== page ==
Details from GDC 2009
Intel was promoting Larrabee quite heavily at GDC in San Francisco this week even though there is still no hardware to be found. For the GDC audience, Intel decided to share a Larrabee instruction emulation layer so that developers can now start to see how the new x86-based GPU design can be efficiently utilized.
ATI FirePro V7750 From AMD Delivers Blazing Application Performance, Freeing Professionals to Create
Subject: Graphics Cards | March 26, 2009 - 06:22 PM | Jeremy Hellstrom
SUNNYVALE, Calif. - March 26, 2009 - AMD today announced the availability of the ATI FirePro V7750 graphics accelerator for the high-end market, ideally suited for graphics professionals working in engineering, digital content creation and scientific fields. These professionals need a 3D graphics accelerator that can quickly handle large models and shader-intensive applications, while delivering accurate color reproduction and superior visual quality.
Subject: Graphics Cards | March 26, 2009 - 12:15 PM | Ryan Shrout
One of the more exciting
technologies we have been in continuing discussion about here at PC Perspective is OpenCL (and DirectX Compute) and how it will change the paradigm for heterogeneous computing. At the Game Developer's Conference this week AMD and Havok teamed up to offer up some short demonstrations of what I believe is the first publicly shown implementation of cross-processor OpenCL. It is definitely the first that we are excited about if nothing else.
Subject: Graphics Cards | March 25, 2009 - 01:40 PM | Jeremy Hellstrom
Looking at the raw stats, the MSI R4870 MD1G is just a normal 4870, there is no factory overclock. Looking at the card, the lack of an enclosing assembly really stands out, instead it is the oval shaped heatsink and fan that grab your eyes. MSI claims that the change in cooler should allow the GPU to operate about 20C cooler than the normal heatsink assembly you see. Drop by [H]ard|OCP and you can see how the cooler does and how this card can perform against other HD4870s
A preview of Windows 7 gaming
The Windows 7 beta has been a huge success with pundits and users all over the tech world singing its praises. But what about gaming? Does moving to Windows 7 beta mean a drop in PC gaming performance like it did with Vista or do Microsoft and the driver teams at AMD and NVIDIA have it all ironed out?
Subject: Graphics Cards | March 20, 2009 - 01:58 PM | Ryan Shrout
There has been a LOT of news coming out of NVIDIA about its PhysX engine finding its way into the Playstation 3, Nintendo Wii and now, a couple of iPhone games. In just the last week we heard that NVIDIA had gotten the PhysX engine into the Playstation 3 development platform and also on the Ninte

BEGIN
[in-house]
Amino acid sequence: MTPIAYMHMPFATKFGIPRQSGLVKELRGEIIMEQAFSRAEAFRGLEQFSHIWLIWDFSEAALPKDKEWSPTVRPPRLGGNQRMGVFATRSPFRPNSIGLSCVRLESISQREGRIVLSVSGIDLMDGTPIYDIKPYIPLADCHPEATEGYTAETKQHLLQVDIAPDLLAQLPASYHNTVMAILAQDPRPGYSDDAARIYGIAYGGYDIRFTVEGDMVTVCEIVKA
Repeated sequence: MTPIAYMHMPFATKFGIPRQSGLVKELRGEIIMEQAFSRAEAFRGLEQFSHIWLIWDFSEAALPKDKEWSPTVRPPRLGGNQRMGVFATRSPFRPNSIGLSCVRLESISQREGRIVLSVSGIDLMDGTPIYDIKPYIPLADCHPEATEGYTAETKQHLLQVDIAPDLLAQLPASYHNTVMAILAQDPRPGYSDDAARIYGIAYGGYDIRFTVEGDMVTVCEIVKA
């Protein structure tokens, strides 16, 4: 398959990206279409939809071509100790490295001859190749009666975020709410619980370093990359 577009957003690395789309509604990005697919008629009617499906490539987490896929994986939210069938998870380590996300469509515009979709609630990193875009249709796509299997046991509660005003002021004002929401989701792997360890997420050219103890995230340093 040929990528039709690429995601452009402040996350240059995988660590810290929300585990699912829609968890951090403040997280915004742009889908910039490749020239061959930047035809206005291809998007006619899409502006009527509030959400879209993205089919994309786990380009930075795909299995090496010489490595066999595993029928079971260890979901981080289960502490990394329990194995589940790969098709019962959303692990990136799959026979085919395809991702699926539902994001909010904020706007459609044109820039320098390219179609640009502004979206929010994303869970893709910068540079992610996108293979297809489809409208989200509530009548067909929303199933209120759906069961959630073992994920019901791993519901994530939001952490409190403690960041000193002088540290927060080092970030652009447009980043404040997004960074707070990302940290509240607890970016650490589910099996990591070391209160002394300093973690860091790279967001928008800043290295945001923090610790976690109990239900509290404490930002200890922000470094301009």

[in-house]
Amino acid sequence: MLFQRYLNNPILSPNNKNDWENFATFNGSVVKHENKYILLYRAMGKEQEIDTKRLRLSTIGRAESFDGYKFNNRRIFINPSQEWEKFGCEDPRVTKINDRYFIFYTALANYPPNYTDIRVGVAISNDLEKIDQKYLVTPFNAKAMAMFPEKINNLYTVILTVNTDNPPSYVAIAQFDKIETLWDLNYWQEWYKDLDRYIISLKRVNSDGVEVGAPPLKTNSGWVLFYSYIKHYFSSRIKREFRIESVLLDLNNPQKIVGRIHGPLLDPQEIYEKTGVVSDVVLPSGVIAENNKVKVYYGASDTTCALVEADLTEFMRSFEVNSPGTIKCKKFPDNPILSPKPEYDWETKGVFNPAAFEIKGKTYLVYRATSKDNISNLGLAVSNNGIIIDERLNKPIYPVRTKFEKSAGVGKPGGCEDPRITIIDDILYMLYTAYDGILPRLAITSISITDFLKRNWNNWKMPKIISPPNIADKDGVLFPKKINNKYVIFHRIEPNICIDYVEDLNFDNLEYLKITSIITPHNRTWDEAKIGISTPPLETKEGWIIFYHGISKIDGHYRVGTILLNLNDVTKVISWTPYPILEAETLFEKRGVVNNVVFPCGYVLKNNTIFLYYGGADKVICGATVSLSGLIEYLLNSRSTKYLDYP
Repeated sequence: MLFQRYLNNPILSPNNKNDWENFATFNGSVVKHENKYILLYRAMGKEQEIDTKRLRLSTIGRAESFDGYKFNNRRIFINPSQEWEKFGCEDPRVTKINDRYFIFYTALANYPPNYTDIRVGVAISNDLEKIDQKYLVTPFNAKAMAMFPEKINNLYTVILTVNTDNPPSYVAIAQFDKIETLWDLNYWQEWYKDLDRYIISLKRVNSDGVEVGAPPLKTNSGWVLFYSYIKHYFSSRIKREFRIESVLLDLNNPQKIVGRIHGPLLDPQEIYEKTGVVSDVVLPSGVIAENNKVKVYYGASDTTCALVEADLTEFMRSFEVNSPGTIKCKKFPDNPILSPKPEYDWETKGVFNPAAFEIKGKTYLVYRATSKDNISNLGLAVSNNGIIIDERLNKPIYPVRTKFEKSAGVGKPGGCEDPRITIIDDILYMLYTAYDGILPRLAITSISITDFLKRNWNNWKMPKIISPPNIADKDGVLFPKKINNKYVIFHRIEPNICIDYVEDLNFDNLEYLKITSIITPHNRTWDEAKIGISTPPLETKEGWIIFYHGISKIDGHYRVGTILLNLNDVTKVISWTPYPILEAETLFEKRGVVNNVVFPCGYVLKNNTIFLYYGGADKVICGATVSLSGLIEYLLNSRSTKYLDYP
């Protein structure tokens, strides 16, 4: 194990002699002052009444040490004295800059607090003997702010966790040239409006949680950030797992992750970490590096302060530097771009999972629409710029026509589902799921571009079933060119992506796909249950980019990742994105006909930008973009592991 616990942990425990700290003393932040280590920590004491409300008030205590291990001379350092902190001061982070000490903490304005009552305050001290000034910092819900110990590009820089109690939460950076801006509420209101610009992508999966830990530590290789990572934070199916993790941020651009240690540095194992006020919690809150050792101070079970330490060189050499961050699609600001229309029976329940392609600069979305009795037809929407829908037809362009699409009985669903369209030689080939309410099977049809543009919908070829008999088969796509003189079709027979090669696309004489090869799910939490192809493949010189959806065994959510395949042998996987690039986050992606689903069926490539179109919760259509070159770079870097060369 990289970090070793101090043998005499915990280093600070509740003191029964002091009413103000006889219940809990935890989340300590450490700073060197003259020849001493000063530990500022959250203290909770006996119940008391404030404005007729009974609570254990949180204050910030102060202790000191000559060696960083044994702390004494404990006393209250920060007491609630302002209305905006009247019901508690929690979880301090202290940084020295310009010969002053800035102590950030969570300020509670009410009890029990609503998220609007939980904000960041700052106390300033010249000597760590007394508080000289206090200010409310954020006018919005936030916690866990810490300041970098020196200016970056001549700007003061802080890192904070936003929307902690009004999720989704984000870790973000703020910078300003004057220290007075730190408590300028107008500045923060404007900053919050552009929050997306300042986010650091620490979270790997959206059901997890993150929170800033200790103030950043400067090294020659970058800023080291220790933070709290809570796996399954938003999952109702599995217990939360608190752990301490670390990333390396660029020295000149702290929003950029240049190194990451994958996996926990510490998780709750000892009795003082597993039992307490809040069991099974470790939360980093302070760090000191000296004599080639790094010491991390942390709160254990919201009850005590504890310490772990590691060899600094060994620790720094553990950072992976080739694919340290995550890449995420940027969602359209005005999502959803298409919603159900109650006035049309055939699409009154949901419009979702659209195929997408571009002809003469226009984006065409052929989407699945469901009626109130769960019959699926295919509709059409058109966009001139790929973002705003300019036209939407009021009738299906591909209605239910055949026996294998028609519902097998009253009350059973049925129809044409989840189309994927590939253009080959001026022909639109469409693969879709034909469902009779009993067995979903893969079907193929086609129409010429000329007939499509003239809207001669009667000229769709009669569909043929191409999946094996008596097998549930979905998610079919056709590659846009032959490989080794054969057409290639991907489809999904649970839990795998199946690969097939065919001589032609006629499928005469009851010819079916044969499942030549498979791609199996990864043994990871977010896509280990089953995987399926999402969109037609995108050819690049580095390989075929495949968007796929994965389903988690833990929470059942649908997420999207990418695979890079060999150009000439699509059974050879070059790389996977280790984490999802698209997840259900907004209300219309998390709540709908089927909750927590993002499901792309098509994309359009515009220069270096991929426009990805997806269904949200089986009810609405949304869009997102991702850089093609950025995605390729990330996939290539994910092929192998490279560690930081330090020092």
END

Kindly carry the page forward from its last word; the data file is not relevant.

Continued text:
Subject: Graphics Cards | March 20, 2009 - 12:19 PM | Jeremy Hellstrom
X-bit Labs took the new 9.3 drivers from AMD on a quick spin to see how they compare to the previous 9.2 version. The two big pieces of news from this new release are support for Windows 7 and improvements to video playback on Vista. Of course, gamers are more interested in frame rate improvement, and that was what X-bit Labs focused on. From their testing it seems that while there is no reason not to install the new driver, unless you are playing Lost Planet you won't have much to
Subject: Graphics Cards | March 19, 2009 - 11:13 PM | Ryan Shrout
If the news over at Fudzilla is true, and we believe that it is, then if you have any interest in the Radeon HD 4830 graphics cards, you better get them while they are still available. The Radeon HD 4830 was original
Subject: Graphics Cards | March 18, 2009 - 11:22 AM | Jeremy Hellstrom
SUNNYVALE, Calif. - March 18, 2009 - AMD (NYSE: AMD) today released Windows 7 driver support as part of the latest ATI Catalyst 9.3 unified graphics driver. ATI Catalyst 9.3 represents the industry's first unified driver installation package to incorporate Windows 7 support, including Windows Display Driver Model (WDDM) 1.1 compliance, bringing with it a host of benefits for developers currently testing and updating applications using the widely available Windows 7 beta release.
Subject: Graphics Cards | March 17, 2009 - 05:39 PM | Jeremy Hellstrom
Picking up one EVGA GTX 280 will run you almost $500, in order to replicate motherboard.org's review you would need to spend $1500, plus the 1200W PSU needed to power your system. Seeing as how performance is provided in bulk, you might hope buying a three pack of GTX 280's would result in a diminished cost but that is not the case. Even leaving aside the fact that not every program can handle multiple graphics cards, the scalablity really make